Staff networks: What's new? — articles for December 2020

Christmas around the world

We asked our staff network members what Christmas means to them:

World map


Nine Morning  (A Unique Vincentian Tradition)


Greet the dawn celebrating a traditional festival experienced only in St. Vincent & the Grenadines. Awaken the Christmas season with our indigenous Nine Mornings Festival.  Since 1913, residents share this expression of local culture, it is definitely unique and I always look forward to this festival every Christmas; it is for this reason my family journey from the UK almost every Christmas. Annually throughout December, members of several communities eagerly entertain age-old cultural practices in the form of mock hangings, creole dances, harmonious caroling, street parades, boom drums, string bands, creole breakfast and early morning sea baths among other traditions. Then the ultimate community celebration climaxes ‘Nine Mornings’ before Christmas (December 16th - 24th) at Heritage Square, Kingstown (the Capital City of St. Vincent and the Grenadines) from 4 a.m.


Nine Mornings is a memorable Christmas warming experience ‘Celebrating A Unique Vincentian Tradition!’

  Nine mornings celebrations   Christmas tree



During the holiday season, one of the most important occasions in Spain is the Three Kings’ Feast, or el Día de los Tres Reyes Magos. In the same way the three Kings brought gifts for baby Jesus at his birth, gifts are exchanged on January 6th and are often preceded by a night of local parades, music and celebrations in towns and cities. When families return to their home thereafter, the children will remove and clean their shoes in the hope that they are filled with presents the following morning and wake up at 6AM to open their gifts.



During holiday season, the 24th of December is main festive day with many celebrations and family gatherings in Poland. On this day, supper begins after the appearance of the first star in the sky in memory of the Star of Bethlehem. Twelve dishes (symbolic of the twelve apostles) are prepared and served at the table which are typically meat-free, with the main dish being Carp. Small amounts of hay are placed underneath the tablecloth of the dinner table as a reminder that Jesus was born in a manger and in many homes, one seat at the table is left empty in remembrance of baby Jesus or for a lost wanderer who may be in need. Dinner is initiated by all individuals by the breaking of a wafer biscuit called oplatek to symbolise their unity in Christ.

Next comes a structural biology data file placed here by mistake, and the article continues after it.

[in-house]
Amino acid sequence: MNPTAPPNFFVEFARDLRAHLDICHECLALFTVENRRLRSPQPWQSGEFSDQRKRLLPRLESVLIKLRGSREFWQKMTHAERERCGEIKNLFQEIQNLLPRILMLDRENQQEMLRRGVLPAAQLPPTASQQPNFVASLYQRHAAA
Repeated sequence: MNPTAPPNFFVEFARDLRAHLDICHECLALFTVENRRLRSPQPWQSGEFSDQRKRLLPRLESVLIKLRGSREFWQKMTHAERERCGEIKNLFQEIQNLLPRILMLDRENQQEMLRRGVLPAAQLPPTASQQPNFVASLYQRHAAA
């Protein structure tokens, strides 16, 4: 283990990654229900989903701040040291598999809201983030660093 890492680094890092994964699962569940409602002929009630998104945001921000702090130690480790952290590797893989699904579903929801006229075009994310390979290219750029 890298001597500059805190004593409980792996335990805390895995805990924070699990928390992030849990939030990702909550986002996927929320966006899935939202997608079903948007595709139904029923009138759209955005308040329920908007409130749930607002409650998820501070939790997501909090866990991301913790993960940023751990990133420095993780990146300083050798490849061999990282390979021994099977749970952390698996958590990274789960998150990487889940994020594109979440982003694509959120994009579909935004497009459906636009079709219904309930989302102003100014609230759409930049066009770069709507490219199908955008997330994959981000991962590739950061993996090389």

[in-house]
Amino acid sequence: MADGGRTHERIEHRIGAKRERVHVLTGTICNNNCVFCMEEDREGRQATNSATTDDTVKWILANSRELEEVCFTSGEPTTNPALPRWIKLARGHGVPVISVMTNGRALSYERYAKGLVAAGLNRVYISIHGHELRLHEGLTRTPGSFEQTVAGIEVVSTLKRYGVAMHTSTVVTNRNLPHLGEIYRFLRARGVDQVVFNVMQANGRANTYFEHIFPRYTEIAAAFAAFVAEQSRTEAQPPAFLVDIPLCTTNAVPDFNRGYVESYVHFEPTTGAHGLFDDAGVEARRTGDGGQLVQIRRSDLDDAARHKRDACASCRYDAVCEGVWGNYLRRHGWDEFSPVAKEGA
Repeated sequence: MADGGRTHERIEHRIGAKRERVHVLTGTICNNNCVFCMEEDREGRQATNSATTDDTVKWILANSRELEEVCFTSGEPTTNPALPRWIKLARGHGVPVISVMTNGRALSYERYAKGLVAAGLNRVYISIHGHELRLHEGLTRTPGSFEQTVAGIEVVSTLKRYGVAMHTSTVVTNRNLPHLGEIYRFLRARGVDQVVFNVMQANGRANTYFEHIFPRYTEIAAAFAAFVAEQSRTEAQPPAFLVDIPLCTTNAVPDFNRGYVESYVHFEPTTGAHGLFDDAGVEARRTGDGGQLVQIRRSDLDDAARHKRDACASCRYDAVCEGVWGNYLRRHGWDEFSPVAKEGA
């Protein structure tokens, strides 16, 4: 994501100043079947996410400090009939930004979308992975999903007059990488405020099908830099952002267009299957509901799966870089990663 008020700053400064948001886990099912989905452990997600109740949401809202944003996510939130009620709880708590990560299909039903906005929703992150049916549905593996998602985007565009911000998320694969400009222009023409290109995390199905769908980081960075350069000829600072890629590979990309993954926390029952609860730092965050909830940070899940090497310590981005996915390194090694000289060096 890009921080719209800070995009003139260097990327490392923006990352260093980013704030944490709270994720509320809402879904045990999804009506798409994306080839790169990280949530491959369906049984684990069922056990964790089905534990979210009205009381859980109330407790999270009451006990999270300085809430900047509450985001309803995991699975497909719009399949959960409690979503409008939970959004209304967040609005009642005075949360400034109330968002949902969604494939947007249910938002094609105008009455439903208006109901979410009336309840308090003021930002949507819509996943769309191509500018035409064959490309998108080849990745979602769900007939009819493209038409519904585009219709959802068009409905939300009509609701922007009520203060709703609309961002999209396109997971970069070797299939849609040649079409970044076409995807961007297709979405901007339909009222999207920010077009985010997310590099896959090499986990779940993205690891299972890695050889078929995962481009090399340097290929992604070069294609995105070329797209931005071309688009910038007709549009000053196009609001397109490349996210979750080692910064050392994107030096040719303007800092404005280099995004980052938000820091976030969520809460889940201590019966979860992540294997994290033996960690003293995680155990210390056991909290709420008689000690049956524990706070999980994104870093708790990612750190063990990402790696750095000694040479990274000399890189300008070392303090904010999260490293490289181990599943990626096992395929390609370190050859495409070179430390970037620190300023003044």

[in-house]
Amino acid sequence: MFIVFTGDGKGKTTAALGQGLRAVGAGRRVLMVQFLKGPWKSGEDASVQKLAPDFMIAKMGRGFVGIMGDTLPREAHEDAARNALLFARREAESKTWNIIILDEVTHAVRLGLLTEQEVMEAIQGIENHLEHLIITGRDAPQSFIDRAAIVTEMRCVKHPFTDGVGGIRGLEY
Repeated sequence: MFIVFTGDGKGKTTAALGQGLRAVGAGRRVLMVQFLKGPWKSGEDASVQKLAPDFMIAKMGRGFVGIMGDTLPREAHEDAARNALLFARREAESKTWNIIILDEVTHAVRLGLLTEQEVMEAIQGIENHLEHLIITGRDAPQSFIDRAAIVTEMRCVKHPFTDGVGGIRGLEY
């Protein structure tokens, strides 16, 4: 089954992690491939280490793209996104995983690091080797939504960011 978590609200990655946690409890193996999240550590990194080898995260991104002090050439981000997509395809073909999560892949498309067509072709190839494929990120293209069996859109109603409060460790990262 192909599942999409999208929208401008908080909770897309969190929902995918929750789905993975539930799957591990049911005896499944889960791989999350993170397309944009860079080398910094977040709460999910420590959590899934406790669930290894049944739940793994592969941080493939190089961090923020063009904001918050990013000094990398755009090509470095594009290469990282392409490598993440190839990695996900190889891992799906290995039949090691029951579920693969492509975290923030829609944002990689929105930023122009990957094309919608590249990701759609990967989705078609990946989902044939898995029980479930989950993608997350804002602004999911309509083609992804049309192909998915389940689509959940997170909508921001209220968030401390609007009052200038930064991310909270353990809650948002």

The Armenian Apostolic Church celebrates both Christmas and the baptism of Jesus on January 6th. In the lead up to the 25th of December, some Armenians may fast until the 24th of December where they have an important meal called Khetum. This often includes rice, fish, nevik (green chard and chick peas) and a yogurt/wheat soup called Tanabur. Traditional desserts include Rojik (whole shelled walnuts threaded on a string and encased in grape jelly) and Bastukh (a paper-like dessert made of grape jelly, cornstarch and flour).



Christmas in Peru was First celebrated in 1535, where the run up to the 25th of December consists of meeting family and friends in special events called Chocolatadas; people gather to drink hot chocolate and eat a traditional cake called Panetón. This tradition originated from sharing gifts and food with those who could not make ends meet and for those struggling during this time of year. The main decorations are the elaborate nativity scenes called Pesebre, where native Peruvian animals such as alpacas and llamas are also added to the scene! Baby Jesus is put in the nativity crib only on Cjristmas day. The main Christmas celebration is held on Christmas Eve or Noche Buena where many people attend a 10pm mass called Misa de Gallo; After mass is special dinner held with family and friends, Cena de Navidad, which consists of roast turkey, chicken or pork with salads and dishes such as tamales.

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International Day of Persons with Disabilities

Today is International Day of Persons with Disabilities which aims to promote an understanding of disability issues and rally support for the dignity, rights and wellbeing of people with disabilities.  There are an estimated one billion people living with disabilities worldwide who face many barriers to inclusion in many key aspects of society, including their place of work. 


To celebrate this important day under this year’s theme ‘the Future is Accessible’, and help break down those barriers together, we would like to bring your attention to Health Passport.    Successfully piloted with our Project Search interns, the passport is designed to help colleagues who have a disability, long term health condition, mental health issue or learning disability/difficulty access the workplace place support they need as they move through their NHS career.  More information about the passport can be found here.


Please contact us for further information/queries on 

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